“Because our performance of last year [was] so poor, when you’re starting from that point, I think you cannot be confident on how eventually you are competitive in 2021,” Ferrari team principal Mattia Binotto recently told CNN Sport’s Amanda Davies.
It’s a brutal analysis that won’t immediately instill confidence in Ferrari fans after the team’s worst year in Formula One since 1980.
Binotto oversaw an eighth and 13th finish in the drivers’ championship standings and a sixth finish in the constructors’ championship in 2020, which was a dramatic regression for the historic Italian team and prompted a large-scale internal restructuring.
In a sport where year-on-year progress is demanded, the lack of results and dip in performances also focused scrutiny on Binotto and Ferrari’s drivers, notably Sebastien Vettel.
For 2021, Carlos Sainz has replaced Vettel, joining Charles Leclerc in the famous red racing suits.
Ferrari had a relatively successful season in 2019 – there were 19 podiums finishes and three wins between its two drivers – with budding superstar Leclerc and four-time world champion Vettel at the helm, reducing the gap to Lewis Hamilton and the Mercedes cars.
However, despite Leclerc’s brilliant second place finish in the season-opening Austrian Grand Prix in 2020, Ferrari’s season quickly stalled as its car struggled with speed on the straight lines, both with power and drag.
Binotto pulls no punches when describing last year as a “big, big disappointment,” one which they “cannot repeat,” though he hopes Ferrari can be at least “competitive” from the first race in Bahrain, which is on March 28.
‘Will to win’
Although the new token system means that parts of the car design has been frozen – postponing any possible development until 2022 – Ferrari have played their tokens on improving the back of the car.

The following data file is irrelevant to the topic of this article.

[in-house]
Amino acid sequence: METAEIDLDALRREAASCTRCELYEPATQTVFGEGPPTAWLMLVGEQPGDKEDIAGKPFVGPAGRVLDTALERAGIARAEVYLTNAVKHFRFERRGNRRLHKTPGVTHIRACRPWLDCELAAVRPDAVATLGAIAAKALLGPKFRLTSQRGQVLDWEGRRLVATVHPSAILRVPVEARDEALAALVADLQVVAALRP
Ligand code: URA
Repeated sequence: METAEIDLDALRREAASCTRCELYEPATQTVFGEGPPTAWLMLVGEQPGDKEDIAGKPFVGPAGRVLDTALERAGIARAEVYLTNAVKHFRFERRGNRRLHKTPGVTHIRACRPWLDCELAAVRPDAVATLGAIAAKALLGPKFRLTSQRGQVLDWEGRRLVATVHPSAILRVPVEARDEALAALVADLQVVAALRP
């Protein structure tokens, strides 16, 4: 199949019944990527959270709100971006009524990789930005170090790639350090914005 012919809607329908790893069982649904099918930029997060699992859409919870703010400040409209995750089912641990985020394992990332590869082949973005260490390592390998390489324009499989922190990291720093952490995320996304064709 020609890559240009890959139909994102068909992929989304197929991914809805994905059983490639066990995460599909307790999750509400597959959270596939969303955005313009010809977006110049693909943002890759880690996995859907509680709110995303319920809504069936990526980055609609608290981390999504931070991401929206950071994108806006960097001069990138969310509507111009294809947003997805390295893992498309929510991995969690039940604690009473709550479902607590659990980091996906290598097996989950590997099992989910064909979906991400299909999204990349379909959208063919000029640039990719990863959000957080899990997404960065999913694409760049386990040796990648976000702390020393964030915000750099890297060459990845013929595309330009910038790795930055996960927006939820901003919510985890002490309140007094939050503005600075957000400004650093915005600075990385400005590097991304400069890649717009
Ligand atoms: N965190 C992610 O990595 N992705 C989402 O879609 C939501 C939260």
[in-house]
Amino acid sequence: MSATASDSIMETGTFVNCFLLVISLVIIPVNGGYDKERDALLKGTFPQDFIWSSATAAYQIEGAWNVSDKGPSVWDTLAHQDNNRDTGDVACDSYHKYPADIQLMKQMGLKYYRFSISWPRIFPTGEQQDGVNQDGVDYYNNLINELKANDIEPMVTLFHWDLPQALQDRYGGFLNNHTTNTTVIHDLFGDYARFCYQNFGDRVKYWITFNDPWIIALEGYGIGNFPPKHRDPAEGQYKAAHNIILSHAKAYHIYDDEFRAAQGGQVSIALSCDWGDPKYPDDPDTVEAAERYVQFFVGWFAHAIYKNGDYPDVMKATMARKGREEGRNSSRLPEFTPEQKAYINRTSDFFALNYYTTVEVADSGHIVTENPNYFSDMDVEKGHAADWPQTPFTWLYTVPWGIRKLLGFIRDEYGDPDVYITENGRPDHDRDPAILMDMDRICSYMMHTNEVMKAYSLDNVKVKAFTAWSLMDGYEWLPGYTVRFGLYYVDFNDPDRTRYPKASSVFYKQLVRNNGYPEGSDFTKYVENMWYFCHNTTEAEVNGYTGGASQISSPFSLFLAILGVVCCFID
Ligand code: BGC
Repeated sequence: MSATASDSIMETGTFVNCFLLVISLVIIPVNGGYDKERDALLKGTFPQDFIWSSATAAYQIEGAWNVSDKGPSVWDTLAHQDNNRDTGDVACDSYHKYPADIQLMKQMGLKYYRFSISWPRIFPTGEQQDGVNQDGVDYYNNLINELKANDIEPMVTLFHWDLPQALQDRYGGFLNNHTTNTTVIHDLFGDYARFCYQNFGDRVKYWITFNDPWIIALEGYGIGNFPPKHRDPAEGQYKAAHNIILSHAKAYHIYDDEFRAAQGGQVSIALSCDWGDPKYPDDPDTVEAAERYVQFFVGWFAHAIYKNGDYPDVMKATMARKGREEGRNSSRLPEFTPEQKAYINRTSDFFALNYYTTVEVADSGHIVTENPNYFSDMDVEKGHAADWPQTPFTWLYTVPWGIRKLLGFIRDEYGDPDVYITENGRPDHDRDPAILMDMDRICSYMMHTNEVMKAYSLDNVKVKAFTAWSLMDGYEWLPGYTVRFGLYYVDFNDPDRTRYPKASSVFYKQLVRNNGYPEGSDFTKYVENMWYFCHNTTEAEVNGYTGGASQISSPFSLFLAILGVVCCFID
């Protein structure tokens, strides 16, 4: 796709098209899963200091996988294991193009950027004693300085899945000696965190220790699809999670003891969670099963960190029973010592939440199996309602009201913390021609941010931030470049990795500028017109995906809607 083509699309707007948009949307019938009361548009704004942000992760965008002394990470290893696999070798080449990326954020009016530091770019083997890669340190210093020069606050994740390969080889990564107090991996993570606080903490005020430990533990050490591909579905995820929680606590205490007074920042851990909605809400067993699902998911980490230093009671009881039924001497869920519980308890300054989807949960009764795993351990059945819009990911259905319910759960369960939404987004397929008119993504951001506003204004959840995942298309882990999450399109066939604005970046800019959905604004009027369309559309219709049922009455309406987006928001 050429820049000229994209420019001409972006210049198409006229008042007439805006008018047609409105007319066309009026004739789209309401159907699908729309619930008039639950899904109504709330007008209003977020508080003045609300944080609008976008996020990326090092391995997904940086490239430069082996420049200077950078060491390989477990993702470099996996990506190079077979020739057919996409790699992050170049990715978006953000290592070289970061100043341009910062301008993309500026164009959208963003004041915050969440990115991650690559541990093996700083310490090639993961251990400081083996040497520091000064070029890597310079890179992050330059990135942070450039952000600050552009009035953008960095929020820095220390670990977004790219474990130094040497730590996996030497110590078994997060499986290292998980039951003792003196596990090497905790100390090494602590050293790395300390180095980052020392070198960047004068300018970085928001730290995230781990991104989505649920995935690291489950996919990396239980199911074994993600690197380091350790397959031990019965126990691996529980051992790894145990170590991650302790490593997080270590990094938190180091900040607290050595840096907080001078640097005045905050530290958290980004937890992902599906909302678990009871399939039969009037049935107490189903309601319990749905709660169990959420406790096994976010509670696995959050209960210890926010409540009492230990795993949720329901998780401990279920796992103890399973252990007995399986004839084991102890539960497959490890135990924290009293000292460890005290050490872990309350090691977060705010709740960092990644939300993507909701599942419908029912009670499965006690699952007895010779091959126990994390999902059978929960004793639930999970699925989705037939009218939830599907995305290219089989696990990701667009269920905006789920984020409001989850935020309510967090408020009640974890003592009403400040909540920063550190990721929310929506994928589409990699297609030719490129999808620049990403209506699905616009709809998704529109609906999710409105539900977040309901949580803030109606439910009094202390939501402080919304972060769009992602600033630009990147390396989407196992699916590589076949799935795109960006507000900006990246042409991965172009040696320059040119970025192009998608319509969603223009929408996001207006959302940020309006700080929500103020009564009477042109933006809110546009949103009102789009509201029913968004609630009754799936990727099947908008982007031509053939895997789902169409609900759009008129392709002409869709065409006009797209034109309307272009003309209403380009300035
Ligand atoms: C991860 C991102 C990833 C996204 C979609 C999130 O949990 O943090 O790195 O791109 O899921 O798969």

The token system imposed for this season means teams can choose where to spend development resources, but they are limited to only two tokens to improve certain areas of the car, while other areas are “frozen” and cannot be upgraded.
While Binotto thinks the car will be better than last year’s edition, he and the two Ferrari drivers admit they won’t know for certain how much of a step forward they have made until all the teams race in Bahrain.
While the car is a work in progress, Binotto is urging the team to control its mentality and their “will to win.”
Managing a team with such a storied history – they have won the most world championships – the Ferrari team principal says he feels the “responsibility” of being at the helm, rather than any pressure.
“Being aware of each single detail counts and I think determination will be again important and showing progress,” said Binotto.
“So I think it’s really a matter of mentality, team mentality, drivers’ mentality and as team principal, no doubt, I’m fully aware of the responsibility I’ve got being part of such a team.
“I think it’s Italian excellence in a word. So I feel not the pressure; I feel the responsibility, but as well the pride. We simply need to do better.”
When Vettel and Ferrari teamed up in 2014, the return of world championships to Italy was the target.
Vettel came close, but since 2018, he fell away dramatically with his younger, Monegasque colleague Leclerc taking the mantle as Ferrari’s No. 1 driver.
Midway through 2020, it was announced Vettel would be replaced by Sainz. And although it hasn’t been a typical preparation period because of the coronavirus pandemic for the Spaniard, seeing his number on the distinctive red car and pulling on those famous red overalls during preseason training at Maranello has been “special” for Sainz